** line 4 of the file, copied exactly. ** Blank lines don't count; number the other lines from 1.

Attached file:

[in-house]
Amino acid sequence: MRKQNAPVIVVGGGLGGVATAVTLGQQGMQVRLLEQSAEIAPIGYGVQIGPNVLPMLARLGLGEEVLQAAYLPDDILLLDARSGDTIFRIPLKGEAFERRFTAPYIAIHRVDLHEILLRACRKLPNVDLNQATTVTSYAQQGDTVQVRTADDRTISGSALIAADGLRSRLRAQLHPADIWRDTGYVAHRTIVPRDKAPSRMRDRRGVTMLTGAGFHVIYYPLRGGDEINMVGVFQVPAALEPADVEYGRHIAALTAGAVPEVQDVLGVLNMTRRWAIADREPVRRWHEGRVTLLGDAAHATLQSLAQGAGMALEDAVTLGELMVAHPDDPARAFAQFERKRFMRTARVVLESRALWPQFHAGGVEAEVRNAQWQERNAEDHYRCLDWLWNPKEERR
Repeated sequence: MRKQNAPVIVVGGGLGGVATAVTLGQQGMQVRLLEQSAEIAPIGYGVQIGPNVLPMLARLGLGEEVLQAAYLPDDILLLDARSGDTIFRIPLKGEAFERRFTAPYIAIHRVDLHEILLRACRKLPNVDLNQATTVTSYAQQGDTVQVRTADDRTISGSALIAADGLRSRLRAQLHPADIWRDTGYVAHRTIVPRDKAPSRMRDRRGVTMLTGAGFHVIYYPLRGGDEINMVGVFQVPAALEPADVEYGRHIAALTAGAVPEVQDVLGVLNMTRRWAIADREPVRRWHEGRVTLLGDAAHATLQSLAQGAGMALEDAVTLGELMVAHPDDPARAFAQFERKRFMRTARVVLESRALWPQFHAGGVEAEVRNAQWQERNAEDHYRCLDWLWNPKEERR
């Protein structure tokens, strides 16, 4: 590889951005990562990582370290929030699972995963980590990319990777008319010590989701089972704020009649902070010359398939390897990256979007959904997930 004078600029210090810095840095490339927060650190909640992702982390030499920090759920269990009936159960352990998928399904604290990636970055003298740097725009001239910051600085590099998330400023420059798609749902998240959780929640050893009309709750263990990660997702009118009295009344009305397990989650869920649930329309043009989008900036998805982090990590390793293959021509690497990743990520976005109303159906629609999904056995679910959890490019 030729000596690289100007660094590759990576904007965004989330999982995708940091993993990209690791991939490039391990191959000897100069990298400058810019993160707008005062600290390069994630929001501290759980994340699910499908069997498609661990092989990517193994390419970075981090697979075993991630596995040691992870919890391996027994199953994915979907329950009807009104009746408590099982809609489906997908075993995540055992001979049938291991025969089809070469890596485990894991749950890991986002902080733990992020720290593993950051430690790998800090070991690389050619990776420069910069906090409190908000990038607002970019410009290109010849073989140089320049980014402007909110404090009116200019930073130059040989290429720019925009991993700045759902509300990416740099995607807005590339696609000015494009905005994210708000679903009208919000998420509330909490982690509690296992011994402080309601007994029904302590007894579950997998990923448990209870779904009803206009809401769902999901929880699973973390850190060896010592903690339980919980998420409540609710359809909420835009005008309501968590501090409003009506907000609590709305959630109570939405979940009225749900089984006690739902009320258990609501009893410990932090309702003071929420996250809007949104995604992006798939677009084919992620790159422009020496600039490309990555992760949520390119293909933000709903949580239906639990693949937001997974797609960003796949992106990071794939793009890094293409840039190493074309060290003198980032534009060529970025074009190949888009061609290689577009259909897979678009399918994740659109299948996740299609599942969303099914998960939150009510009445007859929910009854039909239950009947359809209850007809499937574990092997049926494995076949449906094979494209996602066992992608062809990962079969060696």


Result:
């Protein structure tokens, strides 16, 4: 590889951005990562990582370290929030699972995963980590990319990777008319010590989701089972704020009649902070010359398939390897990256979007959904997930 004078600029210090810095840095490339927060650190909640992702982390030499920090759920269990009936159960352990998928399904604290990636970055003298740097725009001239910051600085590099998330400023420059798609749902998240959780929640050893009309709750263990990660997702009118009295009344009305397990989650869920649930329309043009989008900036998805982090990590390793293959021509690497990743990520976005109303159906629609999904056995679910959890490019 030729000596690289100007660094590759990576904007965004989330999982995708940091993993990209690791991939490039391990191959000897100069990298400058810019993160707008005062600290390069994630929001501290759980994340699910499908069997498609661990092989990517193994390419970075981090697979075993991630596995040691992870919890391996027994199953994915979907329950009807009104009746408590099982809609489906997908075993995540055992001979049938291991025969089809070469890596485990894991749950890991986002902080733990992020720290593993950051430690790998800090070991690389050619990776420069910069906090409190908000990038607002970019410009290109010849073989140089320049980014402007909110404090009116200019930073130059040989290429720019925009991993700045759902509300990416740099995607807005590339696609000015494009905005994210708000679903009208919000998420509330909490982690509690296992011994402080309601007994029904302590007894579950997998990923448990209870779904009803206009809401769902999901929880699973973390850190060896010592903690339980919980998420409540609710359809909420835009005008309501968590501090409003009506907000609590709305959630109570939405979940009225749900089984006690739902009320258990609501009893410990932090309702003071929420996250809007949104995604992006798939677009084919992620790159422009020496600039490309990555992760949520390119293909933000709903949580239906639990693949937001997974797609960003796949992106990071794939793009890094293409840039190493074309060290003198980032534009060529970025074009190949888009061609290689577009259909897979678009399918994740659109299948996740299609599942969303099914998960939150009510009445007859929910009854039909239950009947359809209850007809499937574990092997049926494995076949449906094979494209996602066992992608062809990962079969060696």